30/01/2020 12:00 AM
Thinking of getting a dog? Great news! But before you head to your nearest breeder, have you considered welcoming a rescue animal into your home?
With 130,000 dogs coming into UK rehoming charities each year, there’s bound to be the paw-fect pooch for your family in a shelter near you. They’ll be neutered, vaccinated and vet checked – and desperate to find their forever home.
Sadly, however, many would-be owners won’t even consider rescue dogs due to misconceptions about what rehoming really entails.
Read on for our myth-busting guide to rescue dogs – and find out how dog insurance can help you keep your newfound friend happy and healthy.
Dogs need rehoming for many reasons. It could be that a family has a new baby or is moving abroad. It might be that an elderly person can sadly no longer care of their adored pet.
Such an animal will adapt easily to your new home and quickly become a loving pet for your family.
However, it’s also true that behavioural problems are amongst the most common reason for owners to hand their animals over to rehoming charities.
In many cases, this is because owners underestimated the time and effort required to train a puppy properly, leading to hyperactivity, lack of housetraining, or even aggression. At shelters, such pooches can be taken in hand, then rehomed once they’ve been professionally trained.
Other dogs have been rescued from the streets or uncaring homes. Shelters do a lot of work rehabilitating traumatised dogs, helping them to overcome their fears and restoring their trust in humans before placing them in a loving home.
Could you be the family that gives a misunderstood or maltreated mutt a second chance in life?
Dogs are generally loving and loyal animals. It stems from their origins as pack animals, when being part of a tight-knit group was essential for survival.
If you bring a rescue dog into your home, treat it well, and train it to obey your commands, it will regard your family as its pack and you as the leader.
Yes, initially your pet may wonder where its previous owners have gone. But in no time at all, it will be relaxing into your home, and treating you with doggy devotion.
All sorts of dogs wind up in shelters: cross breeds, pure breeds, and every type of mutt under the sun.
If you have a specific dog in mind, there may very well be an organisation dedicated to rehoming that breed. Greyhounds, for example, are frequently rehomed once their racing days are past, and make excellent family pets.
You should also think carefully about whether a pure breed is really right for you. Some are prone to certain illnesses which might not become apparent till later in life, so it’s a good idea to take out dog insurance that covers your pet for illness as well as accidents.
As far as rehoming charities are concerned, working full-time doesn’t rule you out. After all, it’s the reality for many of us – no matter how much we might prefer to be out and about with our beloved Beagle by our side! In fact, Dogs’ Trust research suggests that 45% of owners leave their dog every day.
However, dogs are sociable animals, and many suffer separation anxiety. A decent shelter will know which of their pooches are particularly anxious when left alone and will not place them in a home that’s going to be empty for lengthy periods.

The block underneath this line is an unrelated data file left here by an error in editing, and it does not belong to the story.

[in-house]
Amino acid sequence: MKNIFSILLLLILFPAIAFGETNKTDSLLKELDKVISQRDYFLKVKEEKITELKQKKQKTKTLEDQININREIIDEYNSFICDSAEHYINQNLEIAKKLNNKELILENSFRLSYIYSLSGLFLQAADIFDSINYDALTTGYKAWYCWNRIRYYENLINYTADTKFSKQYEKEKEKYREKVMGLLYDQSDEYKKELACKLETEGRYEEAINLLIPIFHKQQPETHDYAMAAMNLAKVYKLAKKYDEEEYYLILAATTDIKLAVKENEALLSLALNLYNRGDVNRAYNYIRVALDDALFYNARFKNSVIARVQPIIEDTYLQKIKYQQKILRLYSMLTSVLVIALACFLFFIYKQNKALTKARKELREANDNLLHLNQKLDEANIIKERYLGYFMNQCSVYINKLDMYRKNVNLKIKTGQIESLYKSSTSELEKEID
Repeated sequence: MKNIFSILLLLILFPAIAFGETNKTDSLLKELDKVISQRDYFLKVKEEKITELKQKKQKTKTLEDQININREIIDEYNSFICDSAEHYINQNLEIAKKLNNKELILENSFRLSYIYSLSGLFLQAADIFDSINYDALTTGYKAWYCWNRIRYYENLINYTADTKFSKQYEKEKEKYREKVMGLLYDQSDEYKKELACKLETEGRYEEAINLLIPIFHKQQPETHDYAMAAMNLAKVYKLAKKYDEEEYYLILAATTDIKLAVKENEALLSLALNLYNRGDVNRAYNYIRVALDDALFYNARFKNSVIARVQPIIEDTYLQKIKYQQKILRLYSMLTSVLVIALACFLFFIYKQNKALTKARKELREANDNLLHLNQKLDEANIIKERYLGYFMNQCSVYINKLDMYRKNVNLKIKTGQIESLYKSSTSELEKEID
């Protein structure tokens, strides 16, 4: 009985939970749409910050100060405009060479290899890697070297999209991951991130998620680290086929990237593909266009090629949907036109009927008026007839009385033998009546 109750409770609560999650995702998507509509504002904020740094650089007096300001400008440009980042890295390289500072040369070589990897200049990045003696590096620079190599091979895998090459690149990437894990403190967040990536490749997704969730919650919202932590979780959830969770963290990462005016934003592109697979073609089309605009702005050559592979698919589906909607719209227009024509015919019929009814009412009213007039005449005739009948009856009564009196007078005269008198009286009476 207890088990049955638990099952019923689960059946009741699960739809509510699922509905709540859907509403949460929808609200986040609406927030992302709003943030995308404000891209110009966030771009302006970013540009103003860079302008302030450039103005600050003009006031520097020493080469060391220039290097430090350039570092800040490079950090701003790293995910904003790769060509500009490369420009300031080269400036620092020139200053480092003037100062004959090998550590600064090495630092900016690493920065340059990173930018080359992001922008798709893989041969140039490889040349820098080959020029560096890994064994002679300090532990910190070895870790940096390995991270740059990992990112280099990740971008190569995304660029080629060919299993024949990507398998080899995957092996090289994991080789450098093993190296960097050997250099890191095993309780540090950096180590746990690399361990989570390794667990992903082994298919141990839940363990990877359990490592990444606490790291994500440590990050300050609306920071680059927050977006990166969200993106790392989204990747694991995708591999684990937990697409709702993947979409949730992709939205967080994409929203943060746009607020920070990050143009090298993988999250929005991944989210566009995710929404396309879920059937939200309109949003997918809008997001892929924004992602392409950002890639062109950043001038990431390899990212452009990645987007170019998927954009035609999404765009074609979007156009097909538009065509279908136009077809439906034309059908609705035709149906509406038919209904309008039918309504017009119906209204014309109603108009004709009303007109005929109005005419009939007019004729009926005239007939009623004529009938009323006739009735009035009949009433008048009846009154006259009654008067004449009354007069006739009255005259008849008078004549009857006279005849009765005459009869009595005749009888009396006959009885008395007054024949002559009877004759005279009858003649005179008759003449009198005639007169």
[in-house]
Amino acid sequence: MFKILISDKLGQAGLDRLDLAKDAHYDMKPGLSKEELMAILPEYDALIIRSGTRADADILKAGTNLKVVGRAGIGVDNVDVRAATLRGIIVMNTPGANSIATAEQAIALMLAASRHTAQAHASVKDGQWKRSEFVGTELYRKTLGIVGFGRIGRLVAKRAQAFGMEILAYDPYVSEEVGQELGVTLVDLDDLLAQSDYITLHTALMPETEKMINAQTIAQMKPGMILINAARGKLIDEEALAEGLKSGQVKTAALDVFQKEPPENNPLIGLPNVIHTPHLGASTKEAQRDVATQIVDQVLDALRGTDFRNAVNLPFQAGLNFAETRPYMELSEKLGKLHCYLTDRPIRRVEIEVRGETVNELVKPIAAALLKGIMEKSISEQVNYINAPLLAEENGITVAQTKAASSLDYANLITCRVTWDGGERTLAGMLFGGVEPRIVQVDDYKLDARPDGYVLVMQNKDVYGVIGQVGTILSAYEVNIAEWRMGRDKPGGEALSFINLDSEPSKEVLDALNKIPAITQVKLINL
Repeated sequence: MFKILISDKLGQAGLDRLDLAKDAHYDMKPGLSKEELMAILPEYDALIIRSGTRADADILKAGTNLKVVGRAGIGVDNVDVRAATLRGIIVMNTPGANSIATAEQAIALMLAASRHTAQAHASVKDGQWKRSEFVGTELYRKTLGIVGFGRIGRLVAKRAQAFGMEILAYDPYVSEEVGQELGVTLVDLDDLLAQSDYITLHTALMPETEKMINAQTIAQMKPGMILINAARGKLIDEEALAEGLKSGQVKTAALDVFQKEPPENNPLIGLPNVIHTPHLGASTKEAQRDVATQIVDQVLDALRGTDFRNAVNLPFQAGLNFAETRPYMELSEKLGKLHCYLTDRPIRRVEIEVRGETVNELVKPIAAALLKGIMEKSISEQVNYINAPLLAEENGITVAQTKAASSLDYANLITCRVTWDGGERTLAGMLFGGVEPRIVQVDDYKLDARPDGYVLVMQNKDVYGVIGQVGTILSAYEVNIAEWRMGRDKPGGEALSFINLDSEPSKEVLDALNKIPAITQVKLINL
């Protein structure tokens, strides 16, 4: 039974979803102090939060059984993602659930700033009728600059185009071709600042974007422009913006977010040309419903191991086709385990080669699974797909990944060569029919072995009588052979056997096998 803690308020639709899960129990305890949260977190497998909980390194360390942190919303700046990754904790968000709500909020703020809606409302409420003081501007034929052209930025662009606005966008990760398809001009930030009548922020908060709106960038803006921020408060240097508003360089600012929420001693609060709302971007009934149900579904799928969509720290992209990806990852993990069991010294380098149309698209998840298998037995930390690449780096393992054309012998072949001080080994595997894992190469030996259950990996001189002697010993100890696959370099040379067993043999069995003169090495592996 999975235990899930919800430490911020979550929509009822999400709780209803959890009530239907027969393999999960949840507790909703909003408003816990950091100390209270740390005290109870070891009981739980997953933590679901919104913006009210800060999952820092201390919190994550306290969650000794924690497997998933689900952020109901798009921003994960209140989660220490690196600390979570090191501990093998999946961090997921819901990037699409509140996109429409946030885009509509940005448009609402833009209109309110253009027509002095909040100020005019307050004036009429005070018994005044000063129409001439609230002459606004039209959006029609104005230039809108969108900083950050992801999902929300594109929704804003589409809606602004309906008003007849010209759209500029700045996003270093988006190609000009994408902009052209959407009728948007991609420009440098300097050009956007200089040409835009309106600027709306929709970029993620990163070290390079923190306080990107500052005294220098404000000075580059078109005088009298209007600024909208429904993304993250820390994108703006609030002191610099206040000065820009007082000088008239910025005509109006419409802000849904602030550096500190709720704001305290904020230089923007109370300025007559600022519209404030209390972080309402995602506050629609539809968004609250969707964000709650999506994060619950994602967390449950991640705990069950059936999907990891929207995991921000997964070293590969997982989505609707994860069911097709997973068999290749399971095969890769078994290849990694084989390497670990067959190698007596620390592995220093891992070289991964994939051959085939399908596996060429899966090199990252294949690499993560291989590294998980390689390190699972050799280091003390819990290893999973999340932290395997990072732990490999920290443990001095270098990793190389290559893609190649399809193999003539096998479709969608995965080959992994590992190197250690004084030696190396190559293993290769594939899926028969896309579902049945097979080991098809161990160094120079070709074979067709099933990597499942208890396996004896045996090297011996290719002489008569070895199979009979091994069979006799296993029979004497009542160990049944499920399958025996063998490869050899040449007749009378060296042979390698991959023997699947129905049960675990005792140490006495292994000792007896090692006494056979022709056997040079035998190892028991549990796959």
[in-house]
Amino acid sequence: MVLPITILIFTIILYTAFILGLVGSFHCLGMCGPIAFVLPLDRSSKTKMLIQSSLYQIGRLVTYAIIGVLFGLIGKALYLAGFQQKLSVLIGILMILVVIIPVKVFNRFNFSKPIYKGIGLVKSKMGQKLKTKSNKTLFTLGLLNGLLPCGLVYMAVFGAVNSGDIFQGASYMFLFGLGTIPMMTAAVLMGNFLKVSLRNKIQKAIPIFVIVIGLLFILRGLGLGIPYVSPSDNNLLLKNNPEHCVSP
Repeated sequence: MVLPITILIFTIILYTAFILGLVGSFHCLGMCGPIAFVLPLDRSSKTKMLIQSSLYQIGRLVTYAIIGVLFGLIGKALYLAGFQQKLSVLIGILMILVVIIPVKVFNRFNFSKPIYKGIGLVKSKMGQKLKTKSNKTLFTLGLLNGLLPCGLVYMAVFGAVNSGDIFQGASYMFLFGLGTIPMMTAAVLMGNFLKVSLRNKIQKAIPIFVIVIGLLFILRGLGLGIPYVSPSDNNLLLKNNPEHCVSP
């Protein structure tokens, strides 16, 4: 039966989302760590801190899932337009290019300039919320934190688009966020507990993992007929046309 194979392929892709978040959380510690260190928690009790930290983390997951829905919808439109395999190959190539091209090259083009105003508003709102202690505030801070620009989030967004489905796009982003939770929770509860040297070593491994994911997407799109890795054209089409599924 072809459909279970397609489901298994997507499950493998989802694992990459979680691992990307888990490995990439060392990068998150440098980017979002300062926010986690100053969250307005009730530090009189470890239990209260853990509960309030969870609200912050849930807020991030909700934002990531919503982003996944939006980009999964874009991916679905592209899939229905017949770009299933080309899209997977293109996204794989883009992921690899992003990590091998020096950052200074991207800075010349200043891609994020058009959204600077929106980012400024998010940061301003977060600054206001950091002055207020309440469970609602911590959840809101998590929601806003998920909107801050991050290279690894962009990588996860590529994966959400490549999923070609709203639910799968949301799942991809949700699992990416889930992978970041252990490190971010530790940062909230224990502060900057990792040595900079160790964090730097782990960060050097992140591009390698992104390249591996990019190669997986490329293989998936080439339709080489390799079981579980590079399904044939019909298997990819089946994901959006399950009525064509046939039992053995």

Even with confident dogs, the RSPCA recommends they’re not left alone for more than four hours at a stretch – though 28% of owners admit they do so.
If you’re out of the house for eight to 10 hours on a regular basis, you’ll need to prove to a shelter that you’re willing to arrange cover. This could be a professional pet sitter or dog walker: such services are growing in popularity and are especially well-suited to sociable pups who love walks in a little pack.
You might also have family and friends or neighbours who are prepared to visit once or twice a day, take your pooch out for a stroll, and give it a little TLC.
A low-cost alternative is Borrow My Doggy, which matches owners with local dog lovers who can’t take on an animal of their own but love to walk other people’s.
And have you considered taking your pooch into work with you? If your workplace is suitable, and if none of your colleagues have objections, your pooch could soon be winning plenty of new friends.
Wrong. Shelters have plenty of puppies – in fact, the average age of dogs in shelters is only 18 months.
However, are you sure you really want a puppy? Sure, they are heart-meltingly cute, with their big eyes and wobbly legs. But they also have lots of energy to burn and can cause mayhem in your home until they’re properly trained.
In fact, that’s why the average age of a shelter dog is so low – many people give up their puppies because they’re finding them too much like hard work.
So whether you take on a puppy from a breeder or a shelter, make sure you’ve researched it properly. Do you have the time to train it? The patience to cope if it soils your new rug? Are your children mature enough to avoid pestering their new family member?
Plus, remember that puppies don’t stay that way for very long: that bundle of fur will be fully grown within a year or two.